Apartment rents are finally easing after an incredible run. Here’s how to play it

An Apartment For Rent sign in Manhattan’s Upper East Side.

Adam Jeffrey | CNBC

Apartment rental growth appears to have peaked after a huge rush in 2021, and that could boost some of the real estate stocks that were early darlings of the pandemic.

According to RealPage, nationwide rents rose just 0.8% between June and July, a third of the growth over the same period a year ago. On an annual basis, rents rose 12.2% in July, compared to 13.8% year-on-year growth in June.

Cooling comes amid a drop in affordability. Rental growth has outpaced income growth over the past 20 years, but the coronavirus pandemic has widened that gap, particularly in the pricier coastal markets.

Landlords slashed rents in 2020 as tenants fled urban areas, only to return in 2021 and even more so this year. The new tenants are younger and tend to have lower incomes, pushing landlords to pay higher rates.

Also, in 2020, landlords offered incentives to get tenants in the door, such as B. free months or adapted rental conditions. The removal of some of these stimulus in 2021 means tighter growth comparisons from 2021 to 2022 as the baseline has stabilized.

Additionally, a tremendous amount of new supply is flooding the market, with around 420,000 new housing units expected to be completed this year, according to RentCafe. The last time the 400,000 mark was exceeded was in 1972. Much of this new inventory is located in New York City as well as in the Sunbelt area.

The shift presents an interesting opportunity for investors in residential REITs, which have rallied sharply in the first two years of the pandemic but have recently fallen — in large part due to rising interest rates rather than fundamentals. REITs are generally high-yield, so they’re typically a low-interest rate game for investors.

Read  Central banks drove this vital skill out of investor brains. Here's how to relearn it.

But not all residential REITs are created equal: Expensive coastal markets could see rates fall further, while the Sunbelt, which started out cheaper and still sees strong demand, could see persistently higher rents.

“The Sunbelt never had the Covid discounts,” said Alexander Goldfarb, managing director at Piper Sandler.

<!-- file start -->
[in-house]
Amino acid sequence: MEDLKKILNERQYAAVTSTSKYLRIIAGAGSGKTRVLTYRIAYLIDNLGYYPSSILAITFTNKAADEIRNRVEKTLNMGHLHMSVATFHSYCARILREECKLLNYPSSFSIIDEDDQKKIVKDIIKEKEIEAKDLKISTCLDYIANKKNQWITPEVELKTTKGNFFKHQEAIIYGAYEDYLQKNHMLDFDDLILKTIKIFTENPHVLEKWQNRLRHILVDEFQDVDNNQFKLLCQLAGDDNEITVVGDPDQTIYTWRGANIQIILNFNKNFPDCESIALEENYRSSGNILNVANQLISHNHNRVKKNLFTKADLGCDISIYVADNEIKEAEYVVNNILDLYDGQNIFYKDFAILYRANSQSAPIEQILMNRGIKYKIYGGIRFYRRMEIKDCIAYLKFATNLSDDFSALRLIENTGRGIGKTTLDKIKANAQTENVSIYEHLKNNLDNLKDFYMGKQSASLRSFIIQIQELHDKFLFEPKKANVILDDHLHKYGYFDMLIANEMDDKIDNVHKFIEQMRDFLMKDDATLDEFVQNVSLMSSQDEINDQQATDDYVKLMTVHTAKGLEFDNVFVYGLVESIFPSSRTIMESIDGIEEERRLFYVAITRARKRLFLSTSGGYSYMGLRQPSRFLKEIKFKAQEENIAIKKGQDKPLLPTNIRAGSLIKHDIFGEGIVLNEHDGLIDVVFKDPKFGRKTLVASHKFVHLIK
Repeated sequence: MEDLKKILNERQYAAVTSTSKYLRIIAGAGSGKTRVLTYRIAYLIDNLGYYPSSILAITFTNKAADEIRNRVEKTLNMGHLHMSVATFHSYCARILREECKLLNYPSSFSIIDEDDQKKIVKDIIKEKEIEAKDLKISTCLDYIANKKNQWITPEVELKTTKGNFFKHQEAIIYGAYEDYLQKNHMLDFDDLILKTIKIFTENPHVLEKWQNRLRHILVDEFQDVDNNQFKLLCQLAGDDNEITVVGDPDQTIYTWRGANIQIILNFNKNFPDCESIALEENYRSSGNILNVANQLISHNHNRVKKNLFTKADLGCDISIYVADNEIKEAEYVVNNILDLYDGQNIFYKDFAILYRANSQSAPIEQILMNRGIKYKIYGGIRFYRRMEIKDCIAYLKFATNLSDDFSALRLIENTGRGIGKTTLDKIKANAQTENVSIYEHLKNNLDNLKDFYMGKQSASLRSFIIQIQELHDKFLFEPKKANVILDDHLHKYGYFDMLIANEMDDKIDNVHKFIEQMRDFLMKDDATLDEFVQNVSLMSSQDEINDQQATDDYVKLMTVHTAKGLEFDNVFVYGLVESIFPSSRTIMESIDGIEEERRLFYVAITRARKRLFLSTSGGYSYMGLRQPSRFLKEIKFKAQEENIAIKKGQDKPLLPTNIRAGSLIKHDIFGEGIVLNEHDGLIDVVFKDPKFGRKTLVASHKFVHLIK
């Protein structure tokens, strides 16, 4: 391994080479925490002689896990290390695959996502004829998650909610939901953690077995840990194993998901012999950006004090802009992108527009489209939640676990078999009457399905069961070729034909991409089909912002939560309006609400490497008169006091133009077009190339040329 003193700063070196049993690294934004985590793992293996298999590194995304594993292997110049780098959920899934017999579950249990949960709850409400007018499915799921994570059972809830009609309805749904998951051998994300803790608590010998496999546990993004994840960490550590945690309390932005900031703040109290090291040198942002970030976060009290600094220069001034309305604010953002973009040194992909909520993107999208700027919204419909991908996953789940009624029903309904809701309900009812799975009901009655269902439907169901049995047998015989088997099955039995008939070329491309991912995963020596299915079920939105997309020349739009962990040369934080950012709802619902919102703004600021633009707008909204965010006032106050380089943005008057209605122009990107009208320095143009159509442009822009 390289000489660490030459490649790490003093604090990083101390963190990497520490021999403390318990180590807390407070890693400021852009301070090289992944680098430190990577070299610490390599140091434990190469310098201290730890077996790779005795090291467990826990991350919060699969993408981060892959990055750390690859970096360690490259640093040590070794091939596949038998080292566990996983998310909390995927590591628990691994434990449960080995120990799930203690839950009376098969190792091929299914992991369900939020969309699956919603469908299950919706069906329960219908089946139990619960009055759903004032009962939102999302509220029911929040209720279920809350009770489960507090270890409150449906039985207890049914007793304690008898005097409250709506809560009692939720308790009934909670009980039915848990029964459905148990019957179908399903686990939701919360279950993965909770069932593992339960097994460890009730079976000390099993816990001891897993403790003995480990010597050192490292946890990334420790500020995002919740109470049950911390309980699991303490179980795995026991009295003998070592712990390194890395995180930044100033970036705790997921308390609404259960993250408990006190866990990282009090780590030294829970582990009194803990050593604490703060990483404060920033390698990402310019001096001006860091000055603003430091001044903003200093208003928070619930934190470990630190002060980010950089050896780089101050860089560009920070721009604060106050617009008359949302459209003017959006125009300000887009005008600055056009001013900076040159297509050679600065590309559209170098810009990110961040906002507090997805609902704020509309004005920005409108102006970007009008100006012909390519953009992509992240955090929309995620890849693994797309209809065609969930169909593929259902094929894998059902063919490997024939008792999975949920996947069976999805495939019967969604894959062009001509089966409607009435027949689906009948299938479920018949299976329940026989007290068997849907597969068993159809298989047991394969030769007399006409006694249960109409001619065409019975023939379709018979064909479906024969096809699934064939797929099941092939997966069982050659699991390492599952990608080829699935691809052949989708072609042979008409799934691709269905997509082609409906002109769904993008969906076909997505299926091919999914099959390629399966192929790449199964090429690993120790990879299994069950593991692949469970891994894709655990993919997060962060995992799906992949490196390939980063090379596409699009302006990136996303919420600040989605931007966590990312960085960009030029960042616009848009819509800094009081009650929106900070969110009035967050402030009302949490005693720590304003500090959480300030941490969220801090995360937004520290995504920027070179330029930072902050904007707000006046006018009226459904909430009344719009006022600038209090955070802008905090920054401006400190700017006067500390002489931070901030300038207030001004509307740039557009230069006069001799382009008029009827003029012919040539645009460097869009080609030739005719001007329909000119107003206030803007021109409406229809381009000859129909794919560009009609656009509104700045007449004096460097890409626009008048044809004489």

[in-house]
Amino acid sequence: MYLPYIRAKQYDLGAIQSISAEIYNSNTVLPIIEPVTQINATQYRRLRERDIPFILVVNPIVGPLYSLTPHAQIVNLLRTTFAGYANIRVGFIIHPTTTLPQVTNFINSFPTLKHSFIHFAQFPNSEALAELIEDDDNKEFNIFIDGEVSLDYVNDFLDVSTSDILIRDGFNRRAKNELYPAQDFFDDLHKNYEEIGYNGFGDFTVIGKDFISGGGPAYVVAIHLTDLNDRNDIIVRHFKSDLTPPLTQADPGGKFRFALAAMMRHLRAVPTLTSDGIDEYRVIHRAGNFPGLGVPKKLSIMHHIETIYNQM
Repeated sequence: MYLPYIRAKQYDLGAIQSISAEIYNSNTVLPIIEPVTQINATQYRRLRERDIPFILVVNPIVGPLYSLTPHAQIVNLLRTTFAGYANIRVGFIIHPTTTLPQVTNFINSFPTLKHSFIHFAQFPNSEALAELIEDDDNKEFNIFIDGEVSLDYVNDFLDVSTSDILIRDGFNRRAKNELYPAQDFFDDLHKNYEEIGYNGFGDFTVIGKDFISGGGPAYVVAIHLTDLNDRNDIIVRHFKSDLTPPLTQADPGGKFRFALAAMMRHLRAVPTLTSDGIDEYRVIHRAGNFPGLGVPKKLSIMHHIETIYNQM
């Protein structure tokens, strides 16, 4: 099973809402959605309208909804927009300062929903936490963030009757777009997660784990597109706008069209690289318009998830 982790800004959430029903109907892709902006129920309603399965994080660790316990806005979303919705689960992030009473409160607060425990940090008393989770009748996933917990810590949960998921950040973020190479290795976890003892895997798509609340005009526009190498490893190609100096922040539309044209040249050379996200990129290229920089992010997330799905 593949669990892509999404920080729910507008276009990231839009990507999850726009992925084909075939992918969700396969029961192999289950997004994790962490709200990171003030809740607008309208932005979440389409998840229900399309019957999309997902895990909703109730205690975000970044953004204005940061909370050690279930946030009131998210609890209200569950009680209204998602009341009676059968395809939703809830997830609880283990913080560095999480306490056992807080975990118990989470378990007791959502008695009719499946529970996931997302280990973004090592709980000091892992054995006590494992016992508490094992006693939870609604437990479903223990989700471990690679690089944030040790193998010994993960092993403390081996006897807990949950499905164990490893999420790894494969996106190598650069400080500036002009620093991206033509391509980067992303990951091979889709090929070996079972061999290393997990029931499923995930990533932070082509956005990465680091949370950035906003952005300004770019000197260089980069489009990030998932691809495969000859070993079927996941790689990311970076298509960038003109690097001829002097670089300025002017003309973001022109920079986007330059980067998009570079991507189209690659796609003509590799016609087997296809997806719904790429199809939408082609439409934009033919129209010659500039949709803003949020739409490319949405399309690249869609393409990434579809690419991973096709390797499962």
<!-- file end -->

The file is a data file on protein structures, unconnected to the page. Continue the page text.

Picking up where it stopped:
Rent as a percentage of income has seen an uptick in the Sunbelt, Goldfarb said, hinting at a potential long-term reconciliation between regions.

“Everyone says that people in the city are just willing to pay, but what we found is that rents in the sun belt have been increasing faster and rents have been reported as a percentage of income – that figure normalized between the sun belt and the coasts. Sunbelt people were willing to pay more. Coasts stagnated,” he said.

As a result, Goldfarb said he’s bullish on REITs that are more sunbelt-focused, like Camden Property Trust and Mid-America Apartment Communities. The same cannot be said for coastal REITs like AvalonBay, Equity Residential and UDR, Inc. He also likes Essex Property Trust because although it’s primarily a west coast REIT, its properties are mostly in the suburbs.

In addition to apartments, rents for single-family homes are also falling. Rents rose 13.4% year over year in June, according to CoreLogic — a slower annual growth rate than in May.

However, strong rental demand for both single and multi-family homes is unlikely to abate too much given home sales are falling so dramatically. With mortgage rates still significantly higher than they were at the start of this year and house prices still high, some consumers have little choice but to rent.

Read  ‘Becoming kin’ explores how to heal from lingering effects of colonization

Related Articles

Leave a Reply

Your email address will not be published. Required fields are marked *

Back to top button